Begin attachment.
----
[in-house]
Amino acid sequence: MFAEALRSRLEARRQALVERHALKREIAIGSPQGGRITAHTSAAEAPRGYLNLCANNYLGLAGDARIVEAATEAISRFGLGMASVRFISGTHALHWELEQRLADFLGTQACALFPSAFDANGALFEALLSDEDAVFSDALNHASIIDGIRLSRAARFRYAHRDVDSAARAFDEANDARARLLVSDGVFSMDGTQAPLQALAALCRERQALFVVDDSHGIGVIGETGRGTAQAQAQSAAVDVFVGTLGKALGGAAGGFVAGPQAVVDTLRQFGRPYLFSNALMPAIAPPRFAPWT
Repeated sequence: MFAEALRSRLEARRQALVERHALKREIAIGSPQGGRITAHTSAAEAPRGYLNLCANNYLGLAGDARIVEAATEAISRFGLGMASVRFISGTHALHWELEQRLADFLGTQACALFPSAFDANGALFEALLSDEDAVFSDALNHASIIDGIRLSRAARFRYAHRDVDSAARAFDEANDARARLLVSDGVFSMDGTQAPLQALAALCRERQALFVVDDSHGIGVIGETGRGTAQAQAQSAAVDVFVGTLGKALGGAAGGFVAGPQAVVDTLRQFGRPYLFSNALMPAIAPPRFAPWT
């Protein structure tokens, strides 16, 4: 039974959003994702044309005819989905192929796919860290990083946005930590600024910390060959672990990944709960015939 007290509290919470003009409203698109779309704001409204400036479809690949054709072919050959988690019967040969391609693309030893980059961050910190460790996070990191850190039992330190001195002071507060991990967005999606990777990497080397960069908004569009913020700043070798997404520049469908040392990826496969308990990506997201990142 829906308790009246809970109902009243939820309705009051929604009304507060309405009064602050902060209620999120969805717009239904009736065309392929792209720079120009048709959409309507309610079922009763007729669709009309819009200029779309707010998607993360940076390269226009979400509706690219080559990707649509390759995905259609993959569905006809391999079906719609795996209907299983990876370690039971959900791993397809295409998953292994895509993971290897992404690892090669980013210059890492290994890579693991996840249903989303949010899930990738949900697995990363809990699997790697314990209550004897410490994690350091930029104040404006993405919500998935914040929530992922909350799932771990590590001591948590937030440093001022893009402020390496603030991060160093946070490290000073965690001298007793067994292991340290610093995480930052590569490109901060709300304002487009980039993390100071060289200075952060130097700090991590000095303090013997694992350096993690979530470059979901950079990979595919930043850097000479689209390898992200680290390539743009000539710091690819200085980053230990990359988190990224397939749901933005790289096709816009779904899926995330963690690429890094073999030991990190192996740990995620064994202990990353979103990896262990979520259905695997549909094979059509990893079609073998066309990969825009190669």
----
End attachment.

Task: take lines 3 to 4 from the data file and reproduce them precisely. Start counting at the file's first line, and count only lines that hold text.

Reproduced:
Repeated sequence: MFAEALRSRLEARRQALVERHALKREIAIGSPQGGRITAHTSAAEAPRGYLNLCANNYLGLAGDARIVEAATEAISRFGLGMASVRFISGTHALHWELEQRLADFLGTQACALFPSAFDANGALFEALLSDEDAVFSDALNHASIIDGIRLSRAARFRYAHRDVDSAARAFDEANDARARLLVSDGVFSMDGTQAPLQALAALCRERQALFVVDDSHGIGVIGETGRGTAQAQAQSAAVDVFVGTLGKALGGAAGGFVAGPQAVVDTLRQFGRPYLFSNALMPAIAPPRFAPWT
């Protein structure tokens, strides 16, 4: 039974959003994702044309005819989905192929796919860290990083946005930590600024910390060959672990990944709960015939 007290509290919470003009409203698109779309704001409204400036479809690949054709072919050959988690019967040969391609693309030893980059961050910190460790996070990191850190039992330190001195002071507060991990967005999606990777990497080397960069908004569009913020700043070798997404520049469908040392990826496969308990990506997201990142 829906308790009246809970109902009243939820309705009051929604009304507060309405009064602050902060209620999120969805717009239904009736065309392929792209720079120009048709959409309507309610079922009763007729669709009309819009200029779309707010998607993360940076390269226009979400509706690219080559990707649509390759995905259609993959569905006809391999079906719609795996209907299983990876370690039971959900791993397809295409998953292994895509993971290897992404690892090669980013210059890492290994890579693991996840249903989303949010899930990738949900697995990363809990699997790697314990209550004897410490994690350091930029104040404006993405919500998935914040929530992922909350799932771990590590001591948590937030440093001022893009402020390496603030991060160093946070490290000073965690001298007793067994292991340290610093995480930052590569490109901060709300304002487009980039993390100071060289200075952060130097700090991590000095303090013997694992350096993690979530470059979901950079990979595919930043850097000479689209390898992200680290390539743009000539710091690819200085980053230990990359988190990224397939749901933005790289096709816009779904899926995330963690690429890094073999030991990190192996740990995620064994202990990353979103990896262990979520259905695997549909094979059509990893079609073998066309990969825009190669």